The ‘For Sale’ sign has damaged the wall of our new home. Who is responsible?
Property clinic: Public liability insurance and an experienced sign erector are crucial
If the agent erected and took down the sign, their public liability insurance must include this activity on their policy. Photograph: iStock
We recently purchased a terraced house and requested the removal of the ‘For Sale’ sign. The estate agents sent someone to remove it and when we examined the wall of the house after it had been removed we discovered the wall had been badly damaged.
Is it the responsibility of the estate agent to repair the damage caused by the removal of their sign? Would you advise taking the matter further?
This would appear to be a legal question, but let’s examine the scenario.
You don’t specify whether the sign was on the actual front facade wall of the house, or on the front garden wall. Sign erectors should not, in my opinion, erect a sign on the front facade of a house if this is likely to cause damage. However, there are many “flag” signs on terraced houses that front onto public pathways. If erected properly by an experienced sign erector with the correct level of public liability insurance, then any damage while seldom, should be covered, provided the sign erector erects AND takes down the sign. The estate agent would have a copy of the sign erector’s current public liability Insurance when renewed annually.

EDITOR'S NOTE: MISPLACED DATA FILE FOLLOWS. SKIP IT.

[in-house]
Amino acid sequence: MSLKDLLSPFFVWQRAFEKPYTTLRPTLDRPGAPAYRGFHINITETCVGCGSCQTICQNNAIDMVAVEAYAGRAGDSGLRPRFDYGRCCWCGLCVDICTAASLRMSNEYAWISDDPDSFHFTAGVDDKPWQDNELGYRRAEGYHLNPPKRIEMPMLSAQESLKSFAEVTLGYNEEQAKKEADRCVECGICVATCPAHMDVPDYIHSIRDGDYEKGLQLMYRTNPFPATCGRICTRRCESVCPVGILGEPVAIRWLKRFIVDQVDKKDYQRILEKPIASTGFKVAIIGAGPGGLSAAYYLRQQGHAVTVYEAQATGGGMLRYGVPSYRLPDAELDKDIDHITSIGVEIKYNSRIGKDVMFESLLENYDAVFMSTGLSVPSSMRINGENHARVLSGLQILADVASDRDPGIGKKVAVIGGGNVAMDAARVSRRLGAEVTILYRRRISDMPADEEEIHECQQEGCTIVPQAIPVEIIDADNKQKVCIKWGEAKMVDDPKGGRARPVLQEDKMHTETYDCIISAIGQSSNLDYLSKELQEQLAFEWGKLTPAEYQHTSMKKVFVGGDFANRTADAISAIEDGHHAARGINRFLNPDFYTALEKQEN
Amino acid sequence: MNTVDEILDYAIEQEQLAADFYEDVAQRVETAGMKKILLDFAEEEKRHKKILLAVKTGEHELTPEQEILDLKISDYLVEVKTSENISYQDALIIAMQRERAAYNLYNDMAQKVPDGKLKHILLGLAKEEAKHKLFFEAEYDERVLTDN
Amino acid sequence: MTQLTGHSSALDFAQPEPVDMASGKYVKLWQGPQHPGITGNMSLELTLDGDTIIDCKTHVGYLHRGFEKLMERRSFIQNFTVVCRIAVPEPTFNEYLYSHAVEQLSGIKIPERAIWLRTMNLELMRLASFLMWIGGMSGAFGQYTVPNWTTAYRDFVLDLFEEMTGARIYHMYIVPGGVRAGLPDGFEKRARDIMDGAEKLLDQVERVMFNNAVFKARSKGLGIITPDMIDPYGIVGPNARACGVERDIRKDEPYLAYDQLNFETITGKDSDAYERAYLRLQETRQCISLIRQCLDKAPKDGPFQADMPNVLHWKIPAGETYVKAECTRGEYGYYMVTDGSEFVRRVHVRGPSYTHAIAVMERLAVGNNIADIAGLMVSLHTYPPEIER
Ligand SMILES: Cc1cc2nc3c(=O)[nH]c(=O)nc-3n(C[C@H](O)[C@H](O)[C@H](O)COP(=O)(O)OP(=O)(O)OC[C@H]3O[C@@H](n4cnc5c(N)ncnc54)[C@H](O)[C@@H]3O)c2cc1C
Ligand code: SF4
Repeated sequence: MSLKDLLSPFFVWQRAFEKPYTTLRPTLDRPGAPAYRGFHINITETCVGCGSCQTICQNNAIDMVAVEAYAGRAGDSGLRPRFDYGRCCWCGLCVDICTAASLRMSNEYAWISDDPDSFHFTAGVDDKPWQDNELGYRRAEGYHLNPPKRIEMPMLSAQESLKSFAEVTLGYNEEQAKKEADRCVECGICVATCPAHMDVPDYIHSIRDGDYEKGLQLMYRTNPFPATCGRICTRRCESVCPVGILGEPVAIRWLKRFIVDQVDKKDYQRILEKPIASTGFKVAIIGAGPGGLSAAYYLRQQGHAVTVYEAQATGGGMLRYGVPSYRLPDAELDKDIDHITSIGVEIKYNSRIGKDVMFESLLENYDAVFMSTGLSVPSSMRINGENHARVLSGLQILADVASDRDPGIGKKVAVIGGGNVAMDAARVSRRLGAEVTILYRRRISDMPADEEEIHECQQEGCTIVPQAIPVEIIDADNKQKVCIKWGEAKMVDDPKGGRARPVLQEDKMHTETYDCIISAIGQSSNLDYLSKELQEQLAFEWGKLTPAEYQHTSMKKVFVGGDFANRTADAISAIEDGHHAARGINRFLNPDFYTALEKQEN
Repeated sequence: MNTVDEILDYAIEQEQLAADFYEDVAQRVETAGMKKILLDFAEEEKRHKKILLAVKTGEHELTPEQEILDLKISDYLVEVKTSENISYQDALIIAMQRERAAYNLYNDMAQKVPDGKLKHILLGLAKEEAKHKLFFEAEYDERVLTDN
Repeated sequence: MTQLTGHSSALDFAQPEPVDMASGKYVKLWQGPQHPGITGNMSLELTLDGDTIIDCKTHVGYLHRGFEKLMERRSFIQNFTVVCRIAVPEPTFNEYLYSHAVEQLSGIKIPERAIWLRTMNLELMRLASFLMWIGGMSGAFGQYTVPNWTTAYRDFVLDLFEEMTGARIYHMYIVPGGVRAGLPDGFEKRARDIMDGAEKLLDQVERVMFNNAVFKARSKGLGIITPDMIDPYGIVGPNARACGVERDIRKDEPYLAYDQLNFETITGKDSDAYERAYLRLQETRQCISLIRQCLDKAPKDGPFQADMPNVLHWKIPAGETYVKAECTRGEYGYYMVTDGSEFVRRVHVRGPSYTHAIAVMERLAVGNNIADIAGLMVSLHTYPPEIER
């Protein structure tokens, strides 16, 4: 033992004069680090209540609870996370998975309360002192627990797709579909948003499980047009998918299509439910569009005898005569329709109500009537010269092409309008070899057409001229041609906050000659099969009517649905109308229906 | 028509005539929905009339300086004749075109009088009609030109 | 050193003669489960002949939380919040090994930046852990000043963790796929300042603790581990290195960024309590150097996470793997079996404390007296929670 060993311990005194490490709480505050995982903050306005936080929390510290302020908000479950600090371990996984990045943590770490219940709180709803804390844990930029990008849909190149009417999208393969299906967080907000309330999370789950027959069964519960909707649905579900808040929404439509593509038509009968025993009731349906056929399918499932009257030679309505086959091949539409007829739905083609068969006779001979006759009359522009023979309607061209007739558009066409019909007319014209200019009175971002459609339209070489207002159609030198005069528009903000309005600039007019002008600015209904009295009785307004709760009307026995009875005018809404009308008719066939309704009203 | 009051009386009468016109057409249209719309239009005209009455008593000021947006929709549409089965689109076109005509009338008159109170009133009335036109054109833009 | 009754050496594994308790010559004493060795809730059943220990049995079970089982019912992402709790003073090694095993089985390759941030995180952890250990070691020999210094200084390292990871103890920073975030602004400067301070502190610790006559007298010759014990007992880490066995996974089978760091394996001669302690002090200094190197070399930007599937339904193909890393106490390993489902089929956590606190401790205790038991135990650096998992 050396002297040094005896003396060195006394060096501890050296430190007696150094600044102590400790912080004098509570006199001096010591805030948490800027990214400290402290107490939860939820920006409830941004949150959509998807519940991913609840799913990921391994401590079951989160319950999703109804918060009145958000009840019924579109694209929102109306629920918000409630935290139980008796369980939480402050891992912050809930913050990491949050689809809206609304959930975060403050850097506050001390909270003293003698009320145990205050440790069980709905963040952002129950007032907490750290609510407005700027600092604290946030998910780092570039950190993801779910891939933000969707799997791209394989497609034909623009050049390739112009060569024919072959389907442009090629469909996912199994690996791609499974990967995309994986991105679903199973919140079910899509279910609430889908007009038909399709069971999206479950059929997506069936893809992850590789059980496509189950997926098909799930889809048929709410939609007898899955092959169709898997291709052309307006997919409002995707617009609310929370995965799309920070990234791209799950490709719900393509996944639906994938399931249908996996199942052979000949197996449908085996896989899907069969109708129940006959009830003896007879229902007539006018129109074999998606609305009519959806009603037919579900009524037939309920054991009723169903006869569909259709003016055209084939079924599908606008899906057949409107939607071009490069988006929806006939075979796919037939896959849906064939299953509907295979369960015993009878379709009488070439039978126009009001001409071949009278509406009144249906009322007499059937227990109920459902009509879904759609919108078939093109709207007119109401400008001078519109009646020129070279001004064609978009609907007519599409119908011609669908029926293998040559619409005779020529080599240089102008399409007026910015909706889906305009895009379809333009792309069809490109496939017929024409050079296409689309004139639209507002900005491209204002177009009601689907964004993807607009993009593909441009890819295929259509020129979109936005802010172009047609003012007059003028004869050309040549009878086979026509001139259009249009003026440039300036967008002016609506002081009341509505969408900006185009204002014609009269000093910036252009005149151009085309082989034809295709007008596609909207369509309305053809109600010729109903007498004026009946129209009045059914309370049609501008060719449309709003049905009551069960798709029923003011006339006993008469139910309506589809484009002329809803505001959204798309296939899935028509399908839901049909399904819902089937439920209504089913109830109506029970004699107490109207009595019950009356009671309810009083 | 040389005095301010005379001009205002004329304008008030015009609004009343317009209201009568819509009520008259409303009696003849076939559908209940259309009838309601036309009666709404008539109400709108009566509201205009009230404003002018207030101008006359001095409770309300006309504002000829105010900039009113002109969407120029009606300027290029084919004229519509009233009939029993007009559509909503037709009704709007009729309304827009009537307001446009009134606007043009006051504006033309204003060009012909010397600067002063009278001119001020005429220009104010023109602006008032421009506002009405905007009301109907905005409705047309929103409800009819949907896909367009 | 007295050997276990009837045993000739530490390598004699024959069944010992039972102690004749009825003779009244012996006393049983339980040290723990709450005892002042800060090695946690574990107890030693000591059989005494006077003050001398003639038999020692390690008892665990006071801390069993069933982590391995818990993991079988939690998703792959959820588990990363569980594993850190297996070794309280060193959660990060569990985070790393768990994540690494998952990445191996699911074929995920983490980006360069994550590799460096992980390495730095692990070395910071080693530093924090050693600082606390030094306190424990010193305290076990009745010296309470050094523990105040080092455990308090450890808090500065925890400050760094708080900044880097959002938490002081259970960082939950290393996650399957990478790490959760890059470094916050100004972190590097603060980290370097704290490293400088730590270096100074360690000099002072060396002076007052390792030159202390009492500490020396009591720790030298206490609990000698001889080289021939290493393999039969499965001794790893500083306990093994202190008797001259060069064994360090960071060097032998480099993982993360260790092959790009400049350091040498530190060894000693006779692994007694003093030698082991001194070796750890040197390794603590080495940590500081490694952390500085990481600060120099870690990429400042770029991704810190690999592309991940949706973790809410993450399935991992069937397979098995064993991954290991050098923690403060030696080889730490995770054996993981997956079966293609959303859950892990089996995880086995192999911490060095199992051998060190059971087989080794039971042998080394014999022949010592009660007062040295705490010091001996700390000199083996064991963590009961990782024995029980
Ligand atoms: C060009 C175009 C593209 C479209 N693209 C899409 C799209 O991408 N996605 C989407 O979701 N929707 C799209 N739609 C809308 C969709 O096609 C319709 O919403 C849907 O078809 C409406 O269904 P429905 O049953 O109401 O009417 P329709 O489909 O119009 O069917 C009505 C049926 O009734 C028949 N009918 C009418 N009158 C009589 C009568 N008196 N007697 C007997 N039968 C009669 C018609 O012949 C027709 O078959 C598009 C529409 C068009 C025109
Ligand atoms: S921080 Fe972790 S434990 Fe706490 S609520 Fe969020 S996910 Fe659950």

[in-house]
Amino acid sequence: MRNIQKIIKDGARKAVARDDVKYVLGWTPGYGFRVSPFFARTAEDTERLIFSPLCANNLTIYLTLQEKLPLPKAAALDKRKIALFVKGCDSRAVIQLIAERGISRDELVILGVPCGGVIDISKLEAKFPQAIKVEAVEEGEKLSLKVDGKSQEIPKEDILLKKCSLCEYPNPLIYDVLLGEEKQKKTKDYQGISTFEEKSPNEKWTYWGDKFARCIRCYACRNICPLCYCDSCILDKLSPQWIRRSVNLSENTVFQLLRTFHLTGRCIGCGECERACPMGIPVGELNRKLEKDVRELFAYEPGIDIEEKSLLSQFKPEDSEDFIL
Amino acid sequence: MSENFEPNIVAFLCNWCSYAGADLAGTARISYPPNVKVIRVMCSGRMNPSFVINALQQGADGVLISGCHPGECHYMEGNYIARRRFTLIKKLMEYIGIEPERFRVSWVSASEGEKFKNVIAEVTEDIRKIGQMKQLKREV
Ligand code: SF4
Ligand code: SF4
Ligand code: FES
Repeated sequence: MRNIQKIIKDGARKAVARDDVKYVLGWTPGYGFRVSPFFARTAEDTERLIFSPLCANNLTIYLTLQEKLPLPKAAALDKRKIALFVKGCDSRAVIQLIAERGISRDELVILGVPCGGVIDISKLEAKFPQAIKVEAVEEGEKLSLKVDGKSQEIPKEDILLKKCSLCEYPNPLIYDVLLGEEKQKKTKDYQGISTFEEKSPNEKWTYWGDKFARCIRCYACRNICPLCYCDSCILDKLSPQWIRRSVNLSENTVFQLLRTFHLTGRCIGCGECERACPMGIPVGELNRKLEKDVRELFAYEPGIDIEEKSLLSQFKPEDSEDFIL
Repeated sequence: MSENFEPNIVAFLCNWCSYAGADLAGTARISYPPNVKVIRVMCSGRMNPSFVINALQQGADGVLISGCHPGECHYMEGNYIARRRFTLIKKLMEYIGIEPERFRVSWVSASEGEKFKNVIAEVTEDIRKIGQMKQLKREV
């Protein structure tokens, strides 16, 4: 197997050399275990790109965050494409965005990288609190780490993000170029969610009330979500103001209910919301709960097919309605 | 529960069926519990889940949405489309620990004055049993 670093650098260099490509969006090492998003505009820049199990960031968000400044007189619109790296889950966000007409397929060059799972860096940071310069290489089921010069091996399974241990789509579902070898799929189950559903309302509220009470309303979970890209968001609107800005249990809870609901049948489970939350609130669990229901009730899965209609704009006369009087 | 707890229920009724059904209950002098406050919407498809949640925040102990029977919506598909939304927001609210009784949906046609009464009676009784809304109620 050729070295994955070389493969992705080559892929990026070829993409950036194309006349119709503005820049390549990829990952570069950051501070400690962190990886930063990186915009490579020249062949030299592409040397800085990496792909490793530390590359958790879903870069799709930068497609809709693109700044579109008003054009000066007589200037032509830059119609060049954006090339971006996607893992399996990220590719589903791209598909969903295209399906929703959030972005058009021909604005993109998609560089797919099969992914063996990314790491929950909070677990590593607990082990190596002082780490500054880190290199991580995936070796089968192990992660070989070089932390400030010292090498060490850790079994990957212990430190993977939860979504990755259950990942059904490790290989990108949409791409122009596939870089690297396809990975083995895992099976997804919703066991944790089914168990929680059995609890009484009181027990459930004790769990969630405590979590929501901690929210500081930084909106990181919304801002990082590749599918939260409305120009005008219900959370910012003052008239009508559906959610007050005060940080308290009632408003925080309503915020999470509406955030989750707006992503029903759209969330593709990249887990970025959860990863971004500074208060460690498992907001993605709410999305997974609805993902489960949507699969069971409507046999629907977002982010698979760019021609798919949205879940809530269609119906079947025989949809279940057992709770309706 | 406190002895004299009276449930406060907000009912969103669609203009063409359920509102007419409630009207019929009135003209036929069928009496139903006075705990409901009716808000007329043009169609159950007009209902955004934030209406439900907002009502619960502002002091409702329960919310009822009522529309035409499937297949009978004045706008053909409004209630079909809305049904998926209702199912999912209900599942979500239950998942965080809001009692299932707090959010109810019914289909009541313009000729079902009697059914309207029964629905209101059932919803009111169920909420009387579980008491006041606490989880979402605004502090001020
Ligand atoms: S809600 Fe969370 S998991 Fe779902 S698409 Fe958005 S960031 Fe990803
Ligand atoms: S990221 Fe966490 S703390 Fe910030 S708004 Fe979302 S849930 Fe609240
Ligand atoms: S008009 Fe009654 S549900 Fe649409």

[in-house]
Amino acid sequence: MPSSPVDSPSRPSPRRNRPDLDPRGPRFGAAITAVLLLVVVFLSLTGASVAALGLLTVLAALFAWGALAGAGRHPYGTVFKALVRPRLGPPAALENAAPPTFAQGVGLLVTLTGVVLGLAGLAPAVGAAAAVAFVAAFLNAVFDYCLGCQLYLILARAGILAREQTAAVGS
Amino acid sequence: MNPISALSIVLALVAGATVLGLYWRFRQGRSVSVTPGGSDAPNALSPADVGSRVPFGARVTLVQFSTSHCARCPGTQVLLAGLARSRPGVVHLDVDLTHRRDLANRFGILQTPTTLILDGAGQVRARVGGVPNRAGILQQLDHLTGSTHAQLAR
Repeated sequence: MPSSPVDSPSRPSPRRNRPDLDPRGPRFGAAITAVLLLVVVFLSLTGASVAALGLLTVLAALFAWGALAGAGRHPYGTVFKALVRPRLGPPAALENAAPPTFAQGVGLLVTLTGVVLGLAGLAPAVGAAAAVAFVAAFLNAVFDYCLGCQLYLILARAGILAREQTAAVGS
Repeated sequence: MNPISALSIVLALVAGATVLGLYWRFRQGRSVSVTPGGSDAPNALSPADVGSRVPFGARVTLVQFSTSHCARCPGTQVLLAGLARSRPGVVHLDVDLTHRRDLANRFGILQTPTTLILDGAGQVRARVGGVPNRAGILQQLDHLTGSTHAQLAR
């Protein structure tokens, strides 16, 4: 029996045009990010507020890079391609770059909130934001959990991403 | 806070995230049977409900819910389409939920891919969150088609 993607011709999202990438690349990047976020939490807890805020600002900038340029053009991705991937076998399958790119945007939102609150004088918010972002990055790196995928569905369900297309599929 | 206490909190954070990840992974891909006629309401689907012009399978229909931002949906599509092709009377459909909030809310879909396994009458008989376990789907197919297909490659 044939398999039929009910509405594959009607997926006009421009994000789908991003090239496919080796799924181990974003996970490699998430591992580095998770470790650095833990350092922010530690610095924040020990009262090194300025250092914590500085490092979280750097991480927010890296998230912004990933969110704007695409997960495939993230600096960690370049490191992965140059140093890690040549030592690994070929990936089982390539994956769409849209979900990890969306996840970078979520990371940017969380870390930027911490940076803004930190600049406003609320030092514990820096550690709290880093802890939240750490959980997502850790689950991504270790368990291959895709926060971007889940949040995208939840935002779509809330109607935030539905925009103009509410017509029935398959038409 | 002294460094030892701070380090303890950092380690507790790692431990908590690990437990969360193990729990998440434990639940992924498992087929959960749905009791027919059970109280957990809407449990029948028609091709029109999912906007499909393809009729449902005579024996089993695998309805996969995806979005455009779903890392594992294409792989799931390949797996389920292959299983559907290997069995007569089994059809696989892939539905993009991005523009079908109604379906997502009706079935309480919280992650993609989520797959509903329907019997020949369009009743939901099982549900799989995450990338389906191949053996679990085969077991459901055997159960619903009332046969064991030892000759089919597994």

If on the other hand the agent erected and took down the sign, their public liability insurance must include this activity on their policy.
I had a case recently where our sign erector felt that the front garden wall did not appear strong enough to support a sign, particularly in windy conditions, and there was nowhere else to put the sign. The front facade of the house was not an option because the facade would inevitably be damaged. The vendors did not want a sign in their window, so we decided, in the interest of safety, not to erect a sign at all.
Proof of damage caused by the sign could be determined by examining the photos of the front of the house online and brochure showing that the damage relates to the positioning of the sign.
Assuming then, that the sign did cause significant damage, you could, in the first instance contact the estate agent about your concerns, then the agent would contact their sign erector who would have their insurer’s assessor inspect the damage. Either way, I would expect that this should be covered by the sign erector’s insurance and the wall restored to its former glory.
Roger Berkeley is a chartered estate agent and member of the Society of Chartered Surveyors Ireland, scsi.ie